Commentary

Two Years After the VA Scandal: Where Are We Now?

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In April of 2014, reports and rumors of the mistreatment of veterans through the VA hospitals surfaced when CNN first broke that around 40 United States veterans passed away while waiting for treatment through the hospitals. By June, these numbers and more had been confirmed. And then launched the summer of the VA scandal.

Thousands of veterans across the country were kept waiting by VA hospitals for care-some even died during this time period. More crimes and cover-ups were exposed, and it was discovered how poorly our veterans were being treated by our government. Everyday citizens, as well as Washington’s elite, expressed their outrage with these acts. President Obama claimed he “would not stand for it” regarding the neglect and mistreatment of our veterans through the broken VA system.

Department of Veterans Affairs workers were either fired or forced to resigned. Other heads went rolling during that tumultuous summer. Fast forward almost two years, and the topic of veterans and their well-being is still an issue among politicians, veterans and non-veterans alike. Many are wondering if there been much progress and improvement in VA hospitals’ accountability and the quality of care for our veterans over the last two years.

As the daughter of a career Air Force fighter pilot, veteran’s affairs policy has resonated with me since I was a young girl. I learned early on that a nation’s first obligation to its people is to provide for their defense. Although I cherished my time growing up in a military family, I got to see first-hand some of the sacrifices asked of military families and understand the importance of our nation’s commitment to our military and veterans.

My grandfather is a disabled veteran and I know how important the care he receives from the Veteran’s Administration is. Our country has a sacred duty to see our veterans receive the support and care they’ve earned. During the time the scandal broke, I worked in a D.C. congressional office. From within the office, I saw firsthand how it affected the veterans in my state as well as those throughout the country.

Even with government workers responsible for the scandal terminated and new leadership put in place, the root problems still seem to be in place. Veterans still struggle with wait times for care and many veterans still do not have proper access to these facilities. President Obama’s claim that he “wouldn’t stand for it” doesn’t seem to be holding much weight as of now.

It’s disappointing these problems have all occurred under the Obama Administration, and the President’s hand in fixing this has perhaps not been as strong as it should be. But the Executive is not the only branch in the spotlight regarding this issue.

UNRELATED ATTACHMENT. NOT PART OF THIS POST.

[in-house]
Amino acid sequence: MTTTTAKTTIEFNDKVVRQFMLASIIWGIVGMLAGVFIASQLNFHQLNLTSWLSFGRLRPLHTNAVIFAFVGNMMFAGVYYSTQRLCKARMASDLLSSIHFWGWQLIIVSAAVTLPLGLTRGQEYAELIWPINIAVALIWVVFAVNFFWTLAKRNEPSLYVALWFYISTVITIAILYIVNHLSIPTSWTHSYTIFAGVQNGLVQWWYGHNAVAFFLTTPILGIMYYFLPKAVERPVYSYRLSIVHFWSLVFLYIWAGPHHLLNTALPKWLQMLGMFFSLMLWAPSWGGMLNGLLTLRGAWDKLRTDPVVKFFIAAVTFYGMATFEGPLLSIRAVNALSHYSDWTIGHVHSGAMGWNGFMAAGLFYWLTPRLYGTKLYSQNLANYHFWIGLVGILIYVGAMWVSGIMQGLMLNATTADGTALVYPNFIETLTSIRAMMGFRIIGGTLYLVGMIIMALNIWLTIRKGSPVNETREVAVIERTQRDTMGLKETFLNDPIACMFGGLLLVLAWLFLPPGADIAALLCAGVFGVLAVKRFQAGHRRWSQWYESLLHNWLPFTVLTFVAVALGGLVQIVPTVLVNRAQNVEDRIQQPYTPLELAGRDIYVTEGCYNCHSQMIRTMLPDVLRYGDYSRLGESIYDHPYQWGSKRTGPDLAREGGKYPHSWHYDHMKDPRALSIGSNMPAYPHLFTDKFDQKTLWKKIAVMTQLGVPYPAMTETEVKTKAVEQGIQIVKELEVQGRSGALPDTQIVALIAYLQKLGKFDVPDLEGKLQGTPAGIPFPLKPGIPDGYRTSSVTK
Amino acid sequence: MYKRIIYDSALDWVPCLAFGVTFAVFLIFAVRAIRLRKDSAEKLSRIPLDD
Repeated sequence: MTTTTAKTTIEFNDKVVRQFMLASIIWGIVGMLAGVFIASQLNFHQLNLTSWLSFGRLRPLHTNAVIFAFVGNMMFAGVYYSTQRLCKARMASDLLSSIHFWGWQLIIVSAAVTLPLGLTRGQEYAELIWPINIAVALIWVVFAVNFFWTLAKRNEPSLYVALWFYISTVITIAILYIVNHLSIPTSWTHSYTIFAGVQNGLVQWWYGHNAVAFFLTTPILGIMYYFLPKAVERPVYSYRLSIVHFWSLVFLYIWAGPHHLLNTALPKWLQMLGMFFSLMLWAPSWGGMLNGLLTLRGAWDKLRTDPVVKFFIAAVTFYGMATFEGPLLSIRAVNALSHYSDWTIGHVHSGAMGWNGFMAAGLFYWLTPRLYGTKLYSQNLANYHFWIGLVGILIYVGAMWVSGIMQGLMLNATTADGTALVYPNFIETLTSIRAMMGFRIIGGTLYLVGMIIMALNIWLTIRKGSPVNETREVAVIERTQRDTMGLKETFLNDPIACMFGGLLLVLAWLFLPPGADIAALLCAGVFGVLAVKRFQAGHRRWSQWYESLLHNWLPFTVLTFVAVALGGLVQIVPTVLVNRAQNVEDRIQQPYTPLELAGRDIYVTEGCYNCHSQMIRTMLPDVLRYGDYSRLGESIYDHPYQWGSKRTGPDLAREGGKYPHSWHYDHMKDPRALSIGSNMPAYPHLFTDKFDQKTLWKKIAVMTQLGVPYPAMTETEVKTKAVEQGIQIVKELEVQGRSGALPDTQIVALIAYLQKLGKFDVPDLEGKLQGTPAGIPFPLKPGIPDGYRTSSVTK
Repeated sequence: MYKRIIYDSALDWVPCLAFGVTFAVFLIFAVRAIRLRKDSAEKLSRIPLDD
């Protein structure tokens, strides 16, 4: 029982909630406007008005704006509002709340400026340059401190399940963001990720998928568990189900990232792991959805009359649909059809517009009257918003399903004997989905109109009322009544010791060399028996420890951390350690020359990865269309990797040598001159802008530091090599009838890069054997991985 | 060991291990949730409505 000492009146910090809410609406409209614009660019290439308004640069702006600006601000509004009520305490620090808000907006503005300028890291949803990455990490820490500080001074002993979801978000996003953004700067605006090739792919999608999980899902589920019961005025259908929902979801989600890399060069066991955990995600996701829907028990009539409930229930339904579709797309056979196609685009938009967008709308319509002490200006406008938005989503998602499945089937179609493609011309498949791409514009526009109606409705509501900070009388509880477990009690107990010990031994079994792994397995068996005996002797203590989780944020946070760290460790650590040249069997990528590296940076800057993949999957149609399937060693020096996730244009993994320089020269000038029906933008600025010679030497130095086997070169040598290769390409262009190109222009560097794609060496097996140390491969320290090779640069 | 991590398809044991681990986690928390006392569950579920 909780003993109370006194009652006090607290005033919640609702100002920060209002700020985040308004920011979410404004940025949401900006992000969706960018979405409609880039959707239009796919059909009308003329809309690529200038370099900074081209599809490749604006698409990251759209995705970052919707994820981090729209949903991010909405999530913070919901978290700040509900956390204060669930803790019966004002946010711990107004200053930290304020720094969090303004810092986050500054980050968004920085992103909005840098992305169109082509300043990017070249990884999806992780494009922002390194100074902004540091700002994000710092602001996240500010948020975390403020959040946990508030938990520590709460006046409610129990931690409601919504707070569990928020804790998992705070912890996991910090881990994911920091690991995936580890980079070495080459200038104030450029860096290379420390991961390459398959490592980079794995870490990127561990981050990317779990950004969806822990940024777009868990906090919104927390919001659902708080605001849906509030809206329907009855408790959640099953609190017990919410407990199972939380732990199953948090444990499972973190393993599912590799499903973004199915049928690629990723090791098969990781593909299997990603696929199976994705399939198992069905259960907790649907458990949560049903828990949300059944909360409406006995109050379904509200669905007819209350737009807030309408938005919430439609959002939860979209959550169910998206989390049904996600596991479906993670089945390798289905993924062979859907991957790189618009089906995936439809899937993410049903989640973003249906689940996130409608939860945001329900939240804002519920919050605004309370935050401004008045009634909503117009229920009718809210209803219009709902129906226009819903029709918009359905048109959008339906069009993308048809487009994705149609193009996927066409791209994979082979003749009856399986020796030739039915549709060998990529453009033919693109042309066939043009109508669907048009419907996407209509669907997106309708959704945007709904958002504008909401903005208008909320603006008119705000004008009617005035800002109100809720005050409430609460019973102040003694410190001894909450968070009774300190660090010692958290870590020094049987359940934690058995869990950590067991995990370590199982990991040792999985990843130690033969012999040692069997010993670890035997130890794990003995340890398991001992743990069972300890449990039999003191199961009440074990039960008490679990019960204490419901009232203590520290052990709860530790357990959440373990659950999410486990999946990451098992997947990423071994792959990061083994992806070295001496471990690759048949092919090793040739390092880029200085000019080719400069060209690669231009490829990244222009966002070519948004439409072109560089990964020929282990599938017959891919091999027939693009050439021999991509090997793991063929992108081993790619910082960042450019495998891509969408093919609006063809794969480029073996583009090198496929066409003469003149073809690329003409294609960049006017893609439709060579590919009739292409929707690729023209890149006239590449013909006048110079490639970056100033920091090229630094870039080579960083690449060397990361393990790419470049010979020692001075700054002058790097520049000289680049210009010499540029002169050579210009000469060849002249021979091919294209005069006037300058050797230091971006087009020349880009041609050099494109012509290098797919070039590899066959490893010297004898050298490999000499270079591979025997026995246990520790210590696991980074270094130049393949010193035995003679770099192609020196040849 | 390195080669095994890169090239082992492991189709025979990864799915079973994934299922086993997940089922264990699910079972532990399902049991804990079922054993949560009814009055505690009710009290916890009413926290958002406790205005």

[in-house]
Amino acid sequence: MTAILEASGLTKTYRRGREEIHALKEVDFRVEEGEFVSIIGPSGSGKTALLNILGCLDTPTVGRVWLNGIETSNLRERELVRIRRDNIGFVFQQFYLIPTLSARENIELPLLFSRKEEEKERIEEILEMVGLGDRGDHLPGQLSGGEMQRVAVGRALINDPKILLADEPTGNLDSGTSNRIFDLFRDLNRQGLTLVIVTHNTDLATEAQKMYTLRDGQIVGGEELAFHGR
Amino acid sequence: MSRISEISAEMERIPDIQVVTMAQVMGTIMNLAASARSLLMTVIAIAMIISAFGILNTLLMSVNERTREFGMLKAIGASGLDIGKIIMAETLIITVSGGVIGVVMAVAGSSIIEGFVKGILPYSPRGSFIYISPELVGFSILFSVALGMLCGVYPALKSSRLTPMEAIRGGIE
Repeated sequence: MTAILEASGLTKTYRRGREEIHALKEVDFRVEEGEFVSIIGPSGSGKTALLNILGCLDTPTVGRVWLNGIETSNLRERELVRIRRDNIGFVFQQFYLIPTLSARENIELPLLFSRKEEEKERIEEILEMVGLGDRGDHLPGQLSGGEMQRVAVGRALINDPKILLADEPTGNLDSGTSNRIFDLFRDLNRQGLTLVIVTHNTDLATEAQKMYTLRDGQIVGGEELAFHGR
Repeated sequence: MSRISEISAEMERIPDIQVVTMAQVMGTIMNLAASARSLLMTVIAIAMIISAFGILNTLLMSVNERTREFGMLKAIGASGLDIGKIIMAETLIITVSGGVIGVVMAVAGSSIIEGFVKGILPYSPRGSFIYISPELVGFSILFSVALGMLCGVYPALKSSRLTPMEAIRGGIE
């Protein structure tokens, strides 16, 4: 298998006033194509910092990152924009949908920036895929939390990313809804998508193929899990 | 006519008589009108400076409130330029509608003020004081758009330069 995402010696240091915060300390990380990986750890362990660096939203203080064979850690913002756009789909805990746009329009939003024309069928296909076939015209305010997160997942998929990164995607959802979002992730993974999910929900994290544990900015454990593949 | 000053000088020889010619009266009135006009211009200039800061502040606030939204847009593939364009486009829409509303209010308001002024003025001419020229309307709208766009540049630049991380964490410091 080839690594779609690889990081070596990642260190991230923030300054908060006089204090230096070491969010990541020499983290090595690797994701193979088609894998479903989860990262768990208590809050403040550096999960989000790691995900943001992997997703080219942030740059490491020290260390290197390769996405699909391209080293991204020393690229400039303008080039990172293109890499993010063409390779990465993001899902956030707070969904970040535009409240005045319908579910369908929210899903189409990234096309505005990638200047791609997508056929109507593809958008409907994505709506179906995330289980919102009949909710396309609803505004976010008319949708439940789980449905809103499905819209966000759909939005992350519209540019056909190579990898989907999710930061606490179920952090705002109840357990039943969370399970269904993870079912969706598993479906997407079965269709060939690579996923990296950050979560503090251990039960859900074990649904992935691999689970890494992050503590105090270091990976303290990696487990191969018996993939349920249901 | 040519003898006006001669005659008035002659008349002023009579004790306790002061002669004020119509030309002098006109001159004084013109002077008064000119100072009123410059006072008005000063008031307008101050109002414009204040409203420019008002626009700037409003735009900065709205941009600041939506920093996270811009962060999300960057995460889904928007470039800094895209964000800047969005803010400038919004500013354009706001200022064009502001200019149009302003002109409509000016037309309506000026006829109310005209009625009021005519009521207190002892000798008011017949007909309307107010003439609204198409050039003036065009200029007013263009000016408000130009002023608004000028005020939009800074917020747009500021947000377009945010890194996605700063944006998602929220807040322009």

There has been recent movement in Congress to address these pressing issues. Last month, there was bipartisan legislation introduced called Veterans First Act. The Veterans First Act would allegedly expand caregiver programs for veterans and it would increase the amount of accountability for VA hospitals and staff.

Senator John McCain, a very outspoken voice when it comes to the members of our armed forces, spoke against the bill. He said the amount of accountability still isn’t enough. Accountability (seems to be a buzz word when discussing VA policy and reform) is about the ratio of VA employees being fired and why.

Interestingly enough, Senator McCain received similar backlash for his version as well. The opposition was rooted in the same claims of “not enough accountability” and other technicalities. It’s interesting how fixed the members of Congress are regarding accountability and punishing those responsible. Maybe our members need to take a step back and evaluate their legislation to remember why it was drafted in the first place.

Two years later, the problems first exposed in the VA Scandal of 2014 are being addressed, but real change is coming about at far too slow of a pace because Washington is caught up in the bureaucracy and technicalities of these potentially impactful bills. Prosecuting those responsible for mishandling the care of our veterans is important, but seeing that our men and women in uniform receive the health care and support they need and deserve should be the upmost priority.

Veterans are the backbone of the United States of America. They risked their lives time and time again to make sure this country stays safe. And as a way to show our appreciation, it is critical that we take care of our veterans.

Whether it’s lending a helping hand after they return from deployment, or simply saying “thank you,” consideration and care can go a long way.

About Lauren Stimpert

Lauren is a senior at Bates College. She currently serves as the Vice President of the Bates College Republicans as well as the Secretary for the Maine Federation of College Republicans. She is a New Hampshire native and self-identified political junkie.

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